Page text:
Justin McCarthy


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With the McCain campaign’s new offensive on Barack Obama and his ties with William Ayers, "View" co-host Whoopi Goldberg, on the October 6 edition, suggested McCain is playing this card out of desperation and using the same failed tactics of Hillary Clinton.

Discussing Ayers, Whoopi "assume[d] that he rehabilitated himself." When Elisabeth Hasselbeck, outnumbered three to one, reminded that panel that Ayers expressed regret in 2001 that he had not done more, Sherri Shepherd wagged her finger in Elisabeth’s face lecturing "no you don’t Elisabeth." Shepherd retorted that Ayers’ remarks were not about September 11, something already known, but do they make Ayers’ lack of remorse any more defensible?

Barbara Walters, for her part, called such campaign tactics "smears" even as Elisabeth asserted that they are not smears, but true. Walters, also added that attacks on McCain’s involvement in the Keating Five scandal was a smear as well and such attacks distract us for the many challenges the United States faces.



Despite "Today’s" earlier praise of Sarah Palin’s debate performance, Amy Robach managed to assemble seven "undecided voters" (and reported that five voted for Bush) who did not express high opinions of the Alaska governor. On the October 3 edition, Robach found women voters she identified as undecided and from key battleground states. Although the discussion began with two of the women offering positive remarks about Governor Palin, the positive feedback ended there.

Polling these seven women, Robach found "nearly every one" held a less favorable view of Sarah Palin after viewing the debate. One voter claimed Palin "has sealed the deal for me" and she "is in no way ready...to be vice president." Another "made up [her] mind" because "Palin didn’t do it for me." Curiously, one "undecided" voter wanted a candidate that would "end the war" and because of Biden’s promise she was swayed to the Obama/Biden ticket.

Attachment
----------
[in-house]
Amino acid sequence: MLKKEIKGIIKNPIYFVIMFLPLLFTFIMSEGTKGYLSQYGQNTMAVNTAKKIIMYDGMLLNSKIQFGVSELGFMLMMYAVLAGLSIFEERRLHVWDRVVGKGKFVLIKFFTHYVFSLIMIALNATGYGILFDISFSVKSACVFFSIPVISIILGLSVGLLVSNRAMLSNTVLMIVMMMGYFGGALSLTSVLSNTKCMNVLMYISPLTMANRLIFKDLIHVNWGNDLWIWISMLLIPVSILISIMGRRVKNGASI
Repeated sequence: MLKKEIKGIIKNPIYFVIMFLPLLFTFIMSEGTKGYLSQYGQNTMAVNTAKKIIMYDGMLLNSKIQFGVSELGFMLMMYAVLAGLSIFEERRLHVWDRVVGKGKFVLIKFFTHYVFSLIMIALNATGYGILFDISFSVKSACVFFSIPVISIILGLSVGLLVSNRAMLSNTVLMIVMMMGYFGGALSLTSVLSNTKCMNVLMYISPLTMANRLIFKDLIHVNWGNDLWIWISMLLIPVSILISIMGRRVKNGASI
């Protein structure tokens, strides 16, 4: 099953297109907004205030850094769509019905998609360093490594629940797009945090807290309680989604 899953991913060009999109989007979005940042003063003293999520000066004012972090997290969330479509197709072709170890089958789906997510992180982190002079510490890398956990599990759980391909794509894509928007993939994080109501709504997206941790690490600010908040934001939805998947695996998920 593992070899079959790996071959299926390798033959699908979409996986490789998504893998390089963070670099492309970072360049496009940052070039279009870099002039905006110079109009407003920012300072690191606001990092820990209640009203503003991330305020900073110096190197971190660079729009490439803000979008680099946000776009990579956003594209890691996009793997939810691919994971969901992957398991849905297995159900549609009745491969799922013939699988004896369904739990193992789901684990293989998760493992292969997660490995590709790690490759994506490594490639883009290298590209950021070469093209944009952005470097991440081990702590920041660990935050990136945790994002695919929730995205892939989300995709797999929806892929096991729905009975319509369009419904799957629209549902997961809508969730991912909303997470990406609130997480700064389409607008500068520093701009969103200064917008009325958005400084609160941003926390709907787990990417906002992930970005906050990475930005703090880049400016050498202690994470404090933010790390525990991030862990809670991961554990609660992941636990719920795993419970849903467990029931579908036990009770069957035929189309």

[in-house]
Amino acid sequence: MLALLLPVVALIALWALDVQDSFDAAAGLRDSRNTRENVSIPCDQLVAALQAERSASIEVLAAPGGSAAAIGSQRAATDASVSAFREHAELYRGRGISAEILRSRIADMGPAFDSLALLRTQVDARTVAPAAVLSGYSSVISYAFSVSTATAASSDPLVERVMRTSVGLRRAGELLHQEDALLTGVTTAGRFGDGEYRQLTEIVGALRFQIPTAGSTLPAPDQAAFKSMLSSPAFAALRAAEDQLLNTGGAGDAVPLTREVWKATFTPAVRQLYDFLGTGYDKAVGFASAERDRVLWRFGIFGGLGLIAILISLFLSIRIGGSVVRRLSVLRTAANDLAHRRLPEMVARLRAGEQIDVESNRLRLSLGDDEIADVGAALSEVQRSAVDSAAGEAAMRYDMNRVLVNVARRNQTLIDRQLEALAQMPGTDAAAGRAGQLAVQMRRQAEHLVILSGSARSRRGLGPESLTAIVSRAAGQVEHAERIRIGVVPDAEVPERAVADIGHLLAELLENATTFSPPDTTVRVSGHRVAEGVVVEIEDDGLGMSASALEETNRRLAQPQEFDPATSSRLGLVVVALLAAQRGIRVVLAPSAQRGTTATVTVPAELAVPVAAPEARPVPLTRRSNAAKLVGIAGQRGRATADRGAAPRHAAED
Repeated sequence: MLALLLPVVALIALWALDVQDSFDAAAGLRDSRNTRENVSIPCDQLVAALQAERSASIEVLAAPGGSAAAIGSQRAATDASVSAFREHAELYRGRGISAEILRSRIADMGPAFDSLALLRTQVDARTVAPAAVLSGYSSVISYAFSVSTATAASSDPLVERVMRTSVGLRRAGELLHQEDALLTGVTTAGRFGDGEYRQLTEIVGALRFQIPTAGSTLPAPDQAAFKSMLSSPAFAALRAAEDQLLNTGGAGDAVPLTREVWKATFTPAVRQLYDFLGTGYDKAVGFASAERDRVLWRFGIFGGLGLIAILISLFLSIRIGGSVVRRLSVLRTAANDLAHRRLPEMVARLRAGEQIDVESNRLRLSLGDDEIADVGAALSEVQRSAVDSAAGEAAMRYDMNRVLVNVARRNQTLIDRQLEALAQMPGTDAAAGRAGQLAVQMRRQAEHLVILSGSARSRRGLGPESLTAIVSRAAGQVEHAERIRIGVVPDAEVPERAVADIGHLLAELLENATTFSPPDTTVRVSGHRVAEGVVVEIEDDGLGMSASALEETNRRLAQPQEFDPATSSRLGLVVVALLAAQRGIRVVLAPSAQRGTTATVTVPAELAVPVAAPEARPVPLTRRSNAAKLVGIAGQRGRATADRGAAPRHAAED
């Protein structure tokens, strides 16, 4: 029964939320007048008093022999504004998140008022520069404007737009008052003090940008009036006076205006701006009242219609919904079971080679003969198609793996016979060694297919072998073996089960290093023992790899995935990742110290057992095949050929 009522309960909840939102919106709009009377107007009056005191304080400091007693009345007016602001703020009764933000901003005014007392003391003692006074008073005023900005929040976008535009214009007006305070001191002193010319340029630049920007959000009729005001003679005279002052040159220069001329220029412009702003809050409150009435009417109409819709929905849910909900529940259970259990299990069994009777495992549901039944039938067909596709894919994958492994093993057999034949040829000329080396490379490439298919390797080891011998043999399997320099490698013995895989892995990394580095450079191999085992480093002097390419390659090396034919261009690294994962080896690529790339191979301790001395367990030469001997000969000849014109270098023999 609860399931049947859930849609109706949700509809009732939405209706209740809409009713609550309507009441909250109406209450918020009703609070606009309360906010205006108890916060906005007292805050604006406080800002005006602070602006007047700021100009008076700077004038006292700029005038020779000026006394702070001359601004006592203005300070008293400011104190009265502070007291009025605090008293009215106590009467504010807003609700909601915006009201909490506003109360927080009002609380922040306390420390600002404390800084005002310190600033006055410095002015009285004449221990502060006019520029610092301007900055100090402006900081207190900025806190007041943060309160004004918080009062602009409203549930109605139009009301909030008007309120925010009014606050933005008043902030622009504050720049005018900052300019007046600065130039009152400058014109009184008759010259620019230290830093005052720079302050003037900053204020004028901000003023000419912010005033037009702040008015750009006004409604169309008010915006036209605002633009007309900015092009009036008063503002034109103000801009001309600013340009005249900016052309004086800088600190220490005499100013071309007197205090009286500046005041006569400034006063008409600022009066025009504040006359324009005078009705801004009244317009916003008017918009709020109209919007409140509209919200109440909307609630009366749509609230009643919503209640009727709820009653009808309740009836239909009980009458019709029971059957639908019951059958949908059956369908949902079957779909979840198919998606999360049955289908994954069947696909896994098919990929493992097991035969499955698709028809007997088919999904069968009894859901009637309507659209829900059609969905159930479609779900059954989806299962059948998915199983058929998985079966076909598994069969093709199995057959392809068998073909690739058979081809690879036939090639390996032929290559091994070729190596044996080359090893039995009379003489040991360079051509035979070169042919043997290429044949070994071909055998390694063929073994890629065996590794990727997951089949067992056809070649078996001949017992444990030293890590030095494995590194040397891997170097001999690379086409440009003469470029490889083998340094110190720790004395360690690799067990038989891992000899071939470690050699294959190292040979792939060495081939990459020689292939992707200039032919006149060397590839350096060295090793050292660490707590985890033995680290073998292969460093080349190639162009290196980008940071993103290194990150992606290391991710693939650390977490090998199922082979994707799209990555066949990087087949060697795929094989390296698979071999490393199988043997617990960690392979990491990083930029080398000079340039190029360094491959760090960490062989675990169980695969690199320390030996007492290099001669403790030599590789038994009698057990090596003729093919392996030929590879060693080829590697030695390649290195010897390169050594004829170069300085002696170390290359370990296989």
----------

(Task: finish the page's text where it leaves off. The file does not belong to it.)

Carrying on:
Surprise! Joy Behar thinks Gwen Ifill, with her conflict of interest, should step aside from moderating the vice presidential debate. Could it be Joy attempting to establish herself as an independent thinker? Not likely. Joy explained, on the October 2 edition of "The View," that Ifill should not give "Palin’s side any excuse to not step up to the plate."

Earlier in the broadcast, when each panelist posed their hypothetical questions to Senator Biden and Governor Palin, Joy Behar claimed "according to what I [Behar] read" Palin allegedly supported forcing rape victims to pay for their kit due to opposition to the "morning after" pill. Surprisingly, Whoopi Goldberg countered Joy with "it’s not true" and thoroughly explained that Sarah Palin had no say in the rape kit matter.



On the October 1 edition of "The View" Barbara Walters chastised Elisabeth Hasselbeck for allegedly never conceding a point, but never offered such a criticism for left-wing ideologue Joy Behar or even looney conspiracy theorist Rosie O’Donnell. This occurred just as rumors abound that Elisabeth is clashing with her fellow co-hosts.

Responding to more Sarah Palin bashing and Joy Behar labeling the Alaska governor "dumb" (talk about the pot calling the kettle black) Hasselbeck once again rose up as the lone voice on the panel, and even a hostile studio audience, in defending Governor Palin. Apparently taking issue with disputing some co-hosts’ assertion that Palin lacks the intellectual capacity to be vice president, Barbara Walters exclaimed "every single day you never ever say ‘maybe this is another point.’"